Sunday, May 20, 2007

Was my vote wasted?

It is an interesting question - did it pay to vote - if your vote was for the losing candidate?

In the US presidential election, the number of electoral votes acquired by the winning candidates in each state are forwarded to Washington D.C. - where they are compiled and the total number of electoral votes won by each candidate is determined.

Losing candidates in these 49 states are not entitled to any electoral votes.

Since all of the states electoral votes are forwarded to Washington D.C. as having been won by the winning candidate, the losing candidate’s votes have in effect been transformed into votes for the winning candidate.

Should a voter favor pulling troops out of Iraq and voted for a likeminded presidential candidate who lost to a candidate favoring keeping troops in Iraq, the voter’s vote in effect would be transmitted as a vote for keeping troops in Iraq. Should a voter oppose gun control and voted for a presidential candidate who also opposed gun control but lost to a presidential candidate favoring gun control, his vote would be transmitted as a vote favoring gun control.

In most popular elections - your vote might count at least in determing how close the election was. Because of the electoral voting system in use for Presidential elections, your vote for the losing candidate effectively became a vote for the winning candidate.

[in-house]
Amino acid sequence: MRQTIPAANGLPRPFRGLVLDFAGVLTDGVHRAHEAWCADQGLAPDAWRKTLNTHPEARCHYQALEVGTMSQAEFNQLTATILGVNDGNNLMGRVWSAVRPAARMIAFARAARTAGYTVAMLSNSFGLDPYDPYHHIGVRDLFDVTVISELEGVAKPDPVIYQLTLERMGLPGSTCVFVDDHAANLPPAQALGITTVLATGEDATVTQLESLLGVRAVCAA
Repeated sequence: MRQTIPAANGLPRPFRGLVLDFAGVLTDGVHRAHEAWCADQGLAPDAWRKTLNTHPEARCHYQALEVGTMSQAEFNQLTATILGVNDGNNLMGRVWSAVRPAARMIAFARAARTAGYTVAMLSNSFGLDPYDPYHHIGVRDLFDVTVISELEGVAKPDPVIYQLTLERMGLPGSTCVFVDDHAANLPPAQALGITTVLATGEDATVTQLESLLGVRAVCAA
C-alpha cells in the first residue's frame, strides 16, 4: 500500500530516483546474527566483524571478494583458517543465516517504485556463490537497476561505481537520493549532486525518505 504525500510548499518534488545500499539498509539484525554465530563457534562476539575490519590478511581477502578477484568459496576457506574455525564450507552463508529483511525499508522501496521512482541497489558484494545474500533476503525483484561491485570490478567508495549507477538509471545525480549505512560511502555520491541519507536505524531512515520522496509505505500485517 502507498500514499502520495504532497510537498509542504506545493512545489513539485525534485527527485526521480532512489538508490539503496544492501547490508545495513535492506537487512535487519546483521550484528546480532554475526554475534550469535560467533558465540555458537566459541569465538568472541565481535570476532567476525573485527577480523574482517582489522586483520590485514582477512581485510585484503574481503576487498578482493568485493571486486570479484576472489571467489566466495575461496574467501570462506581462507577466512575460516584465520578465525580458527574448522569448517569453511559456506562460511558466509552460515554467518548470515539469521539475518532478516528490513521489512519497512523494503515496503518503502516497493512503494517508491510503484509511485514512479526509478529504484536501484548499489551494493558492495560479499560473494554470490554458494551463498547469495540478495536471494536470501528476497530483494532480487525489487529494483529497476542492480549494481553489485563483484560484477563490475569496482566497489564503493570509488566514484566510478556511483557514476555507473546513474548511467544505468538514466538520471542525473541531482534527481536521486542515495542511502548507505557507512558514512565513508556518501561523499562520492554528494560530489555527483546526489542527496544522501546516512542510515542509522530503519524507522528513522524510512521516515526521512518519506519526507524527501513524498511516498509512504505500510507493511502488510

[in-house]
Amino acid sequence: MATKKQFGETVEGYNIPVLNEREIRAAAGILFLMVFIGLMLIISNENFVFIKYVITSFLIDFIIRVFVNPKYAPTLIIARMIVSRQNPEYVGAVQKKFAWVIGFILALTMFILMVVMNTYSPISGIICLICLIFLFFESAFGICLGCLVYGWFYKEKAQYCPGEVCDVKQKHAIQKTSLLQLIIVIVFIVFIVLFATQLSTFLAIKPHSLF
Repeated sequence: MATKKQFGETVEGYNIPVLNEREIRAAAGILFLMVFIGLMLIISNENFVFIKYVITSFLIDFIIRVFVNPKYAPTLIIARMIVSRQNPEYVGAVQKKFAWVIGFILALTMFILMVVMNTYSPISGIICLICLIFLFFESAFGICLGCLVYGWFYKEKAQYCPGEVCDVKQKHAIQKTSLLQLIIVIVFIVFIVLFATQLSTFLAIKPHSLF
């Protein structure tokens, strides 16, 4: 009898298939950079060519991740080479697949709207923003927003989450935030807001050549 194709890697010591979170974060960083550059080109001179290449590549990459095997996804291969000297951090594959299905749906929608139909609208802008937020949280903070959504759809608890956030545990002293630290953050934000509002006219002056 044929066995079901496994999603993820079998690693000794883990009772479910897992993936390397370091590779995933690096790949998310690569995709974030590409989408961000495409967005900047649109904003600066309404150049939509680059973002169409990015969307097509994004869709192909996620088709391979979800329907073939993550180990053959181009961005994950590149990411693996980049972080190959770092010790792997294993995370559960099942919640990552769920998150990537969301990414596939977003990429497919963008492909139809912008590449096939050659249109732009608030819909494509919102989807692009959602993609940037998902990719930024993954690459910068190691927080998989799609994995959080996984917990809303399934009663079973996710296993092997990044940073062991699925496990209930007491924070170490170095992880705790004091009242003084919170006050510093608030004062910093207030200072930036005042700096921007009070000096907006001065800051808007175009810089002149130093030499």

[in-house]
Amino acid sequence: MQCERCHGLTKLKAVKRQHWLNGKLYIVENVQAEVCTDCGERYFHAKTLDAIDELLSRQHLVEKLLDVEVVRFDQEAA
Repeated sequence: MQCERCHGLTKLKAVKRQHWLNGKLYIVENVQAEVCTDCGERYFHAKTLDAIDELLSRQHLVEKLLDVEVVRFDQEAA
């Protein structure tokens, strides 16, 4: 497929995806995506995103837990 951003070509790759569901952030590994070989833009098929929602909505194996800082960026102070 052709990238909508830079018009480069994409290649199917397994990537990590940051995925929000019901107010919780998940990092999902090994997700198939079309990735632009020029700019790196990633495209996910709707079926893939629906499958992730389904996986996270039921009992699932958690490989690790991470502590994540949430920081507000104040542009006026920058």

About 50% of eligible voters do not vote. This does not reduce the amount of electoral votes transmitted to Washington D.C. In effect this means that non votes are transferred to Washington D.C. as votes for the winning candidate.

The total number of electoral votes transmitted to Washington (538) remains the same regardless of the number of votes cast by U.S. voters.

So - if there is a third party candidate - can he/she win? We will discuss this in our next post.

4 comments:

Anonymous said...

OK - I understand a bit - but even if I'm pretty sure my candidate will lose - isn't it better to vote for him/her than not vote at all?

fred said...

Sounds to me like either way, whether you vote for the losing candidate, or you don't vote at all, it won't help or hurt the winning candidate. Correct?

Philip W said...

Answer to anonymous.

Whether you vote for a losing presidential candidate or do not vote, these votes are transferred to Washington D.C. as votes for the winning candidate. Though you might have agreed with the policies of the losing candidate --the net effect is to show that you agree with the policies of the winning candidate.

NOT VOTING DOES NOT SOLVE THIS
PROBLEM, 538 electoral votes will be transferred to Washington D.C.
whether you voted or not.

The solution to this problem is to eliminate the "Winner Take All"
portion of the Electoral voting system. The allocation of Electoral
votes to each state would remain the same in order not to antagonize
the less populated states. The electoral votes won be each candidate would be prorated based on the popular votes acquired by each candidate within each state and it would still require 270 electoral votes to elect a president.

Philip W said...

Answer to Fred.

Whether you vote for a losing candidate or do not vote at all, the winning candidate will be credited with your vote. The losing candidate cannot be helped by your vote or non vote.